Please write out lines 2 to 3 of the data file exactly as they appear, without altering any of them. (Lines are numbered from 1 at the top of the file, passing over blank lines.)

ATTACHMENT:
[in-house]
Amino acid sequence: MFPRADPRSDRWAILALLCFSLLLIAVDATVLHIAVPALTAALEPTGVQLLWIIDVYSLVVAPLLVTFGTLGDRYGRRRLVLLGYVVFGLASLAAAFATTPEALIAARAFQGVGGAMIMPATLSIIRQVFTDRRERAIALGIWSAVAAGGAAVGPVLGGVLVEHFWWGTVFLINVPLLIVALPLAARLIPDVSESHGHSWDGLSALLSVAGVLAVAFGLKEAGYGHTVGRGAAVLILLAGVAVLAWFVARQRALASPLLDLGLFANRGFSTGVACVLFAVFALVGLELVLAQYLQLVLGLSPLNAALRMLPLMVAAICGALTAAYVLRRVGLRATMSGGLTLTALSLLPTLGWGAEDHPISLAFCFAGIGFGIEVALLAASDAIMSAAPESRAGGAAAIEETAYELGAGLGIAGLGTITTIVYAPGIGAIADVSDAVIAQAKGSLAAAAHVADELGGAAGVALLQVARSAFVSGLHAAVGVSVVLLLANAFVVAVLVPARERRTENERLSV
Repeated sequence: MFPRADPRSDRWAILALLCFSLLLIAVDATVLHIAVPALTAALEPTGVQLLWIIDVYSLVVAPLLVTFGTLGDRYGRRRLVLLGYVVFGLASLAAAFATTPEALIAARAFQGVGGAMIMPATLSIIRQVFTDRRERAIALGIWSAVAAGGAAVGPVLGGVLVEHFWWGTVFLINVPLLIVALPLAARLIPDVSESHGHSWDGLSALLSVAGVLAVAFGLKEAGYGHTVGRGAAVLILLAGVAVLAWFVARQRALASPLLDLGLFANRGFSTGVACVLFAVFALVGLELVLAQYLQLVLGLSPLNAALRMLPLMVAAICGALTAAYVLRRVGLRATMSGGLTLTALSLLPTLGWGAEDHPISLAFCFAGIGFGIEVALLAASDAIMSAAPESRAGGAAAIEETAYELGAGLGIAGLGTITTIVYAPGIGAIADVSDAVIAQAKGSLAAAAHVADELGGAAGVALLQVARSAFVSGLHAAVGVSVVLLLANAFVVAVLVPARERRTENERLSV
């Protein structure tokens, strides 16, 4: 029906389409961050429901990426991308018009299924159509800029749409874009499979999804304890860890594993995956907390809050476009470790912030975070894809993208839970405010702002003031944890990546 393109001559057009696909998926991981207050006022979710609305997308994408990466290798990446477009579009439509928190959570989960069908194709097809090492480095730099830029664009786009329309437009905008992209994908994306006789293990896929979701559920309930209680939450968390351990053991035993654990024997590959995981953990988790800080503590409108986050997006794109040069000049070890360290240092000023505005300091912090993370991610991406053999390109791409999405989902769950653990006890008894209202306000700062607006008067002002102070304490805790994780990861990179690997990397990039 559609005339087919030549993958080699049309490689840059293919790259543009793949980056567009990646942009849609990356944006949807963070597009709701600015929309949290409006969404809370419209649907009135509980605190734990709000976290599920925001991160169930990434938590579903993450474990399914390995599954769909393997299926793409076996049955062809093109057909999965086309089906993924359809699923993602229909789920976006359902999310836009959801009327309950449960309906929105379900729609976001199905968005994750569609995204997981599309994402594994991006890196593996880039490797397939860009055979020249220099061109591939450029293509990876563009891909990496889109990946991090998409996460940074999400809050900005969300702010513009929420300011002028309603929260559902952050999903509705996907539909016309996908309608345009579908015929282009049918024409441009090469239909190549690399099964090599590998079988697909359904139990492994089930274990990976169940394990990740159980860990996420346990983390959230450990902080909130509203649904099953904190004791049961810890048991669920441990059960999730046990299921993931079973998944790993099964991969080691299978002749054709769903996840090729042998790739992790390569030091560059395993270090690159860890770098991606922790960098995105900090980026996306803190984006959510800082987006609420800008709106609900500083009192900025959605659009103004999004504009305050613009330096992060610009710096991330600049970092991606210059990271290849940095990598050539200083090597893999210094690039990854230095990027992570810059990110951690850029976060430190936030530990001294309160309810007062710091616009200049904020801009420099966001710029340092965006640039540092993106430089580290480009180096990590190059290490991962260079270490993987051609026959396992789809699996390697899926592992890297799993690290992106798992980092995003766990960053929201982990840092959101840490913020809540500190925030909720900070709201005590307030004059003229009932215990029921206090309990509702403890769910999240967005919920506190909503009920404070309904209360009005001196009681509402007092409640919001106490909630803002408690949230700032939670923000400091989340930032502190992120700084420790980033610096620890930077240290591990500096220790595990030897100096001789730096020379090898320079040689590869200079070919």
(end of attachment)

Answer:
Amino acid sequence: MFPRADPRSDRWAILALLCFSLLLIAVDATVLHIAVPALTAALEPTGVQLLWIIDVYSLVVAPLLVTFGTLGDRYGRRRLVLLGYVVFGLASLAAAFATTPEALIAARAFQGVGGAMIMPATLSIIRQVFTDRRERAIALGIWSAVAAGGAAVGPVLGGVLVEHFWWGTVFLINVPLLIVALPLAARLIPDVSESHGHSWDGLSALLSVAGVLAVAFGLKEAGYGHTVGRGAAVLILLAGVAVLAWFVARQRALASPLLDLGLFANRGFSTGVACVLFAVFALVGLELVLAQYLQLVLGLSPLNAALRMLPLMVAAICGALTAAYVLRRVGLRATMSGGLTLTALSLLPTLGWGAEDHPISLAFCFAGIGFGIEVALLAASDAIMSAAPESRAGGAAAIEETAYELGAGLGIAGLGTITTIVYAPGIGAIADVSDAVIAQAKGSLAAAAHVADELGGAAGVALLQVARSAFVSGLHAAVGVSVVLLLANAFVVAVLVPARERRTENERLSV
Repeated sequence: MFPRADPRSDRWAILALLCFSLLLIAVDATVLHIAVPALTAALEPTGVQLLWIIDVYSLVVAPLLVTFGTLGDRYGRRRLVLLGYVVFGLASLAAAFATTPEALIAARAFQGVGGAMIMPATLSIIRQVFTDRRERAIALGIWSAVAAGGAAVGPVLGGVLVEHFWWGTVFLINVPLLIVALPLAARLIPDVSESHGHSWDGLSALLSVAGVLAVAFGLKEAGYGHTVGRGAAVLILLAGVAVLAWFVARQRALASPLLDLGLFANRGFSTGVACVLFAVFALVGLELVLAQYLQLVLGLSPLNAALRMLPLMVAAICGALTAAYVLRRVGLRATMSGGLTLTALSLLPTLGWGAEDHPISLAFCFAGIGFGIEVALLAASDAIMSAAPESRAGGAAAIEETAYELGAGLGIAGLGTITTIVYAPGIGAIADVSDAVIAQAKGSLAAAAHVADELGGAAGVALLQVARSAFVSGLHAAVGVSVVLLLANAFVVAVLVPARERRTENERLSV